Umbrella Stand: Give the Gift That Keeps on Giving (and Sheltering)

If you were one of the literally dozens of people who turned out to brave this year’s annual Christmas Parade downtown a couple of weeks ago, you were treated to what has to have been one of the wettest and fastest-moving parades in Knoxville history.

I don’t know if the police escort sets the pace for these events, but as the motorcycles roared down Gay Street amid a light rain, heralding the start of this year’s celebration, it was evident that things were moving a little quicker than usual. By the time Santa’s float appeared, both the rain and the pace had picked up considerably. The crowd, which often stakes out territory well in advance of the ceremony, was more like a flash mob this year, suddenly popping out of nowhere into the chilling rain, and then disappearing just as promptly. But the brief congregation brought to mind the gift that many Knoxvillians are in dire need of receiving this Christmas: a new umbrella.

Hats, scarves, and gloves are all fine presents. They are all easy to lose. So giving them as gifts has a practical value. Looking across the soggy throng that night, though, people seemed adequately equipped where those were concerned. But I couldn’t help but noticing the large number of sad, broken, or flat-out deficient umbrellas. And umbrellas make the perfect gift.

This may seem out of season. Winter officially arrives this Saturday. And people here take winter weather seriously. Forecasters need only whisper the word “snow,” and stores sell out of the trifecta staples of milk, bread, and eggs. (East Tennesseans are seemingly obsessed with making French toast under harsh conditions.) But despite predictions for a dryer than usual winter from the National Weather Service, I’m basing my expectations on experience. While I hope we’ll see snow in the coming months, I’m more confident of rain. And even if I’m wrong, spring rains are just around the corner. Well, just around the corner, down the block, and across the street ordering another cup of coffee, anyway. But the gift of an umbrella will spark warm fondness toward the gifter, long after the wreath comes down and the ornaments are packed away.

It’s not that I think we don’t own enough umbrellas. Most people I know who have them have more than one. But we hold on to them long past their prime. Somewhere in my car, I have one with a wooden handle that was once mistaken for a chew toy by my dog, rest his soul. But it still works. Sort of. Granted, in anything other than a light mist, it leaks. I also own two more which are identical in appearance. I picked up the second with the idea of replacing the older one, the catch for which is broken and will not stay closed unless strapped shut. As a result of the twin pair, it’s sort of like a game of Russian roulette when I grab one of them. I never know how if it’s the one that explodes. If anything, we hang on to them well past their prime. Maybe that’s why I see so many ratty ones. I guess it’s better to huddle under a flapping semi-circle of fabric than nothing at all.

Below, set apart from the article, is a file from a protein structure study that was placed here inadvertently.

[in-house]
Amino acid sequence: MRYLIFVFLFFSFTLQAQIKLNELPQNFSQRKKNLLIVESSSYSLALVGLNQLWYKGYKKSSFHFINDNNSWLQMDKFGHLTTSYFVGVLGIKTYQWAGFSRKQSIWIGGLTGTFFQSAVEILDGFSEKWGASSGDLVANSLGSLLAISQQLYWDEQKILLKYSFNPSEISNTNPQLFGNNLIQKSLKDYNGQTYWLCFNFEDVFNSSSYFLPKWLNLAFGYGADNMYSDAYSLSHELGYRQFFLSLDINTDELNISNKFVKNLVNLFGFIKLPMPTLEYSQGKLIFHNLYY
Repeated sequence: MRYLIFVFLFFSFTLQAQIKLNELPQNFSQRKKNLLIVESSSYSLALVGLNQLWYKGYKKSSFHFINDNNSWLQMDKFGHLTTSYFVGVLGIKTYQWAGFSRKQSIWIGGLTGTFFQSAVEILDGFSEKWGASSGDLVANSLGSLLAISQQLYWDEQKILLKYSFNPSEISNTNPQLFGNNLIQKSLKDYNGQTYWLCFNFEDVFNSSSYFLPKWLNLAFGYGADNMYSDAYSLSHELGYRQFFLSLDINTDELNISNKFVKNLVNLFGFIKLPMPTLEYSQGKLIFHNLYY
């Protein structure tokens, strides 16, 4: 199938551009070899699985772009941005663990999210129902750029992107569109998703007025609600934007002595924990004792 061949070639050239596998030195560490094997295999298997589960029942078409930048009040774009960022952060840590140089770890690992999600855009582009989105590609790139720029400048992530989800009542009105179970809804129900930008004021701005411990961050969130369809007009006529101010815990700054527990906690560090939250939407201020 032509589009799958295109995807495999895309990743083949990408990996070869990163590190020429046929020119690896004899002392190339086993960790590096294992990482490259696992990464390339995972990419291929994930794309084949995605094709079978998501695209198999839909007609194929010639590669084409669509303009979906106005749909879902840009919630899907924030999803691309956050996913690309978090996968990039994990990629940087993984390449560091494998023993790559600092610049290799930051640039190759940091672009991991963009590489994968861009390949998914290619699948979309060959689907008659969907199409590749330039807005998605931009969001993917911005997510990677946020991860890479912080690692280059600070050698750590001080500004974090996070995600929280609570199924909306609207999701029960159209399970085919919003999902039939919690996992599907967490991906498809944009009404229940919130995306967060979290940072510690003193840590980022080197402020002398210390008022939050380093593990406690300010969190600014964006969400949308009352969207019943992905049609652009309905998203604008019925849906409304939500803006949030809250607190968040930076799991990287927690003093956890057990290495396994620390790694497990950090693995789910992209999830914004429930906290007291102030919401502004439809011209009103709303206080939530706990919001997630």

Umbrellas have a hard life. They get popped open, catch the top of the car doors, get banged into entryways, tangled up with one another, shaken violently and yanked shut. Given how they’re handled, it isn’t surprising that they don’t tend to be the sort of thing that gets passed from one generation to the next. I have never seen an umbrella repair shop, though I have tried my hand at fixing a few. There appear to be few user-serviceable parts. Once they start to deteriorate, there’s little chance of a recovery. And just like hats, scarves, and gloves, they’re pretty easy to lose, too. Which is why I prefer black ones. If you get caught without one, you can inquire at just about any restaurant downtown if you left “your” black umbrella there, and odds are you’ll be in luck at the lost and found.

So there you have it. A gift-buying guide to suit all your needs. Who wouldn’t be excited to find an umbrella under the tree Christmas morning? They’re practical, economical, and kids just love them. Even if your hard-to-buy-for friend or relative already seems to have plenty, just watch their eyes light up when they unwrap your thoughtful gift. There’s nothing quite like that new umbrella smell to show how much you care. So if you give only one gift this year, let it be the gift of a new umbrella. Did I mention that they’re perfect for the parade-goer?

Oh, and if you see Santa, you can mention that I’m partial to black.

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